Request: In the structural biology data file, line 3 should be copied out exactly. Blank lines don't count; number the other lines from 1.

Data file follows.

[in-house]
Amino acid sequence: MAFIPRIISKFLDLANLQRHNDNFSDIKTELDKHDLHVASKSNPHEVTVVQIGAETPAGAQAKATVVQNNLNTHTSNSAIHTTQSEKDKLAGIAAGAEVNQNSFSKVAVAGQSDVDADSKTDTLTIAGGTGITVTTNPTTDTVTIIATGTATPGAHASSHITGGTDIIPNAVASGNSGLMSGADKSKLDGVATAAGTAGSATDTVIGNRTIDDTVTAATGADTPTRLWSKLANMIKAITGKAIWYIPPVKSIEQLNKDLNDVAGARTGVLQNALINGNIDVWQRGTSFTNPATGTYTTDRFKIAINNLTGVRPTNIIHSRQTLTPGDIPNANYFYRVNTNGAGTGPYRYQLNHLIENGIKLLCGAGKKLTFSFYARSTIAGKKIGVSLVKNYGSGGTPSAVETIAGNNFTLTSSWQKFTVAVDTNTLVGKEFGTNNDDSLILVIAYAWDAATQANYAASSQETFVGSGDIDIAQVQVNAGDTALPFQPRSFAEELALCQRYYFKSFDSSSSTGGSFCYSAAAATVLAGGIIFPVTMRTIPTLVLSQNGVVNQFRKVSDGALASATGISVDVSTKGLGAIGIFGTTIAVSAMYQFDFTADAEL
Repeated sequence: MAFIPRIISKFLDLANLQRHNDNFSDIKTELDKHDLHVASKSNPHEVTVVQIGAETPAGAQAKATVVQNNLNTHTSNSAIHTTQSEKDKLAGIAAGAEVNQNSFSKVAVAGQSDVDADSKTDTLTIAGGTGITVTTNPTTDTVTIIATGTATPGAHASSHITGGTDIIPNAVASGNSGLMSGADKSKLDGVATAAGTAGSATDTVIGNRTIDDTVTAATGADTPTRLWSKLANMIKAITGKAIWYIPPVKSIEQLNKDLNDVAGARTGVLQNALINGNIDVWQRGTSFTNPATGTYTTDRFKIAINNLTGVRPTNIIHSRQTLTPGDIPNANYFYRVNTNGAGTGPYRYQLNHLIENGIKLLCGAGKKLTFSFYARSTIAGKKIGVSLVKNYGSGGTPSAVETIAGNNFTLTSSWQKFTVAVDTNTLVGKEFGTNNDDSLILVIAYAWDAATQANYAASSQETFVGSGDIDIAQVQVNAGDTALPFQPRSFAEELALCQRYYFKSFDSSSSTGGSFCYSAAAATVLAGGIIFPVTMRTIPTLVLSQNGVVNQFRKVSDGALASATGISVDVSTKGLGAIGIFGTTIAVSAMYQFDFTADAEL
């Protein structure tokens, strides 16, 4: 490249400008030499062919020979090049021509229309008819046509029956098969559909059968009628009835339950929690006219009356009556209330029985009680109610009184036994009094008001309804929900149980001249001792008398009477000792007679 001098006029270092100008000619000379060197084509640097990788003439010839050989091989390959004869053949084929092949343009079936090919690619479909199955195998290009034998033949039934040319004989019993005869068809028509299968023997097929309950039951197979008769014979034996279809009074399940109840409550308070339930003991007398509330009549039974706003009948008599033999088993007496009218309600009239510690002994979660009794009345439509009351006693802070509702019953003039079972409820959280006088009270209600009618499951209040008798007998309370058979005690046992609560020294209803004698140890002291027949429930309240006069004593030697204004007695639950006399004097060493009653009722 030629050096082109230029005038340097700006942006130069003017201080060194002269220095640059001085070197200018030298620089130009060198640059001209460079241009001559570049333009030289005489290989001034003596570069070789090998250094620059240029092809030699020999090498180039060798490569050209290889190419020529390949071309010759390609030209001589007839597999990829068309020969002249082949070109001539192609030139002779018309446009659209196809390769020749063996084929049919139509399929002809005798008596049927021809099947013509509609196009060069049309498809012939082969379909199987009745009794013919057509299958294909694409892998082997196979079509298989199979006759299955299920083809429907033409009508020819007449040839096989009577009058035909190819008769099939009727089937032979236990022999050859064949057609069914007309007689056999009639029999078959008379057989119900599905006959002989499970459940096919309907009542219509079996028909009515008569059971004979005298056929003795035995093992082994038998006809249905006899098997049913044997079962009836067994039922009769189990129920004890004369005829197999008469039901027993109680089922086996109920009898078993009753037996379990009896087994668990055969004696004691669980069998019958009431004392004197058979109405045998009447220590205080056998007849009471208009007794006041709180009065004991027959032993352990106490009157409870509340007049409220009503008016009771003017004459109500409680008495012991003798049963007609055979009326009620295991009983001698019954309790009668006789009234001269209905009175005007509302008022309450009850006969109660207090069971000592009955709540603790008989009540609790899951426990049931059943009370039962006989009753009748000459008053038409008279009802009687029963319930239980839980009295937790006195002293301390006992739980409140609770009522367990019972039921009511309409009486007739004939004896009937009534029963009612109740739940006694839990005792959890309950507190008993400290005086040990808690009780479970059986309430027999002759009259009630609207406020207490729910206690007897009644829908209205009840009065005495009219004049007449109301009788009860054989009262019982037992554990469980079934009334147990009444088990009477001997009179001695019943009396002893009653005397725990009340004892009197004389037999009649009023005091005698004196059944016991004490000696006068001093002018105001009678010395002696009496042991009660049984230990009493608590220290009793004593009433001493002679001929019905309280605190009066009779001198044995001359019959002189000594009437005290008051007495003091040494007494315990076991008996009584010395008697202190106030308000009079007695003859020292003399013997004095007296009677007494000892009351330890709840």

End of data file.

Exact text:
Repeated sequence: MAFIPRIISKFLDLANLQRHNDNFSDIKTELDKHDLHVASKSNPHEVTVVQIGAETPAGAQAKATVVQNNLNTHTSNSAIHTTQSEKDKLAGIAAGAEVNQNSFSKVAVAGQSDVDADSKTDTLTIAGGTGITVTTNPTTDTVTIIATGTATPGAHASSHITGGTDIIPNAVASGNSGLMSGADKSKLDGVATAAGTAGSATDTVIGNRTIDDTVTAATGADTPTRLWSKLANMIKAITGKAIWYIPPVKSIEQLNKDLNDVAGARTGVLQNALINGNIDVWQRGTSFTNPATGTYTTDRFKIAINNLTGVRPTNIIHSRQTLTPGDIPNANYFYRVNTNGAGTGPYRYQLNHLIENGIKLLCGAGKKLTFSFYARSTIAGKKIGVSLVKNYGSGGTPSAVETIAGNNFTLTSSWQKFTVAVDTNTLVGKEFGTNNDDSLILVIAYAWDAATQANYAASSQETFVGSGDIDIAQVQVNAGDTALPFQPRSFAEELALCQRYYFKSFDSSSSTGGSFCYSAAAATVLAGGIIFPVTMRTIPTLVLSQNGVVNQFRKVSDGALASATGISVDVSTKGLGAIGIFGTTIAVSAMYQFDFTADAEL